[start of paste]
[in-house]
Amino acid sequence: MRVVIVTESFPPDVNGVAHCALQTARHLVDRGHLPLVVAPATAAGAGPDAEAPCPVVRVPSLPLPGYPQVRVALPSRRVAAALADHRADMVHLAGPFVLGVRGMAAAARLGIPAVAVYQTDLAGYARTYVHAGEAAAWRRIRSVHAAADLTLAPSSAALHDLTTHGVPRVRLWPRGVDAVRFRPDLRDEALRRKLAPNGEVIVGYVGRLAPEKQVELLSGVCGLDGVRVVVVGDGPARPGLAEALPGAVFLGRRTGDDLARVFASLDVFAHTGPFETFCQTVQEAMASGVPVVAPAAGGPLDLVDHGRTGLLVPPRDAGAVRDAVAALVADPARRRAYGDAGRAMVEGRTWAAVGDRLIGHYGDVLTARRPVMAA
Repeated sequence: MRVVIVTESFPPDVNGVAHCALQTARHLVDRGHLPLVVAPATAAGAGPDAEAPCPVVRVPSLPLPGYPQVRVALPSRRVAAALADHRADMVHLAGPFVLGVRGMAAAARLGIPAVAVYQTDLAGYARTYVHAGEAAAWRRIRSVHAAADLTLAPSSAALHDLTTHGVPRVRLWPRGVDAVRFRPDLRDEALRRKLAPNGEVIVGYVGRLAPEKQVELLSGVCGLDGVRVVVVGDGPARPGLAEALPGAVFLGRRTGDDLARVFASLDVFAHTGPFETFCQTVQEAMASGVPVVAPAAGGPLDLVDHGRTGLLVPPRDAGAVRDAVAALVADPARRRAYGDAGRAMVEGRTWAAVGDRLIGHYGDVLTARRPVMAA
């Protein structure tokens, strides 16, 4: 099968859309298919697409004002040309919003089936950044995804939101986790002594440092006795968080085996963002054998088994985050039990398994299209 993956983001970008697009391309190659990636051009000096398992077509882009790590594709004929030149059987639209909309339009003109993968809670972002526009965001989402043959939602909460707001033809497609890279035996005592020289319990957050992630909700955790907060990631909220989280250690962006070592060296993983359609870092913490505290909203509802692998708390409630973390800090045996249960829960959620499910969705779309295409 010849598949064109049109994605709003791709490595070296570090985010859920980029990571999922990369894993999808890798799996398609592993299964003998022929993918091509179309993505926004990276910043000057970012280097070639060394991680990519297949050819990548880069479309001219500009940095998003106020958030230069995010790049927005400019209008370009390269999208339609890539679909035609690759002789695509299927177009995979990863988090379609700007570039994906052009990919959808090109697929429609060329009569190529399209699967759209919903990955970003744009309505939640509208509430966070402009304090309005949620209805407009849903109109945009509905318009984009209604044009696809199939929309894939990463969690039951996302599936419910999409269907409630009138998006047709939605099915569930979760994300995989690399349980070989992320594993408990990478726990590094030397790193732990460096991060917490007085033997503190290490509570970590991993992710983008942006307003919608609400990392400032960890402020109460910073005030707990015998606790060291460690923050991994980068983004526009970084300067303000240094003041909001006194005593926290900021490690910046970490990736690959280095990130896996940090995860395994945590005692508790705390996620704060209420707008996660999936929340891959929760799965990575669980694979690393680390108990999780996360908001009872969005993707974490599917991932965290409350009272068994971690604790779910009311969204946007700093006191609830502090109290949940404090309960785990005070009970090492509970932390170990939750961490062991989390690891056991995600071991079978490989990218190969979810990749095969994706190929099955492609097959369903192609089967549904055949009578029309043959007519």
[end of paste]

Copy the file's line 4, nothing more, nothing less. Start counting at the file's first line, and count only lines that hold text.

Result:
């Protein structure tokens, strides 16, 4: 099968859309298919697409004002040309919003089936950044995804939101986790002594440092006795968080085996963002054998088994985050039990398994299209 993956983001970008697009391309190659990636051009000096398992077509882009790590594709004929030149059987639209909309339009003109993968809670972002526009965001989402043959939602909460707001033809497609890279035996005592020289319990957050992630909700955790907060990631909220989280250690962006070592060296993983359609870092913490505290909203509802692998708390409630973390800090045996249960829960959620499910969705779309295409 010849598949064109049109994605709003791709490595070296570090985010859920980029990571999922990369894993999808890798799996398609592993299964003998022929993918091509179309993505926004990276910043000057970012280097070639060394991680990519297949050819990548880069479309001219500009940095998003106020958030230069995010790049927005400019209008370009390269999208339609890539679909035609690759002789695509299927177009995979990863988090379609700007570039994906052009990919959808090109697929429609060329009569190529399209699967759209919903990955970003744009309505939640509208509430966070402009304090309005949620209805407009849903109109945009509905318009984009209604044009696809199939929309894939990463969690039951996302599936419910999409269907409630009138998006047709939605099915569930979760994300995989690399349980070989992320594993408990990478726990590094030397790193732990460096991060917490007085033997503190290490509570970590991993992710983008942006307003919608609400990392400032960890402020109460910073005030707990015998606790060291460690923050991994980068983004526009970084300067303000240094003041909001006194005593926290900021490690910046970490990736690959280095990130896996940090995860395994945590005692508790705390996620704060209420707008996660999936929340891959929760799965990575669980694979690393680390108990999780996360908001009872969005993707974490599917991932965290409350009272068994971690604790779910009311969204946007700093006191609830502090109290949940404090309960785990005070009970090492509970932390170990939750961490062991989390690891056991995600071991079978490989990218190969979810990749095969994706190929099955492609097959369903192609089967549904055949009578029309043959007519």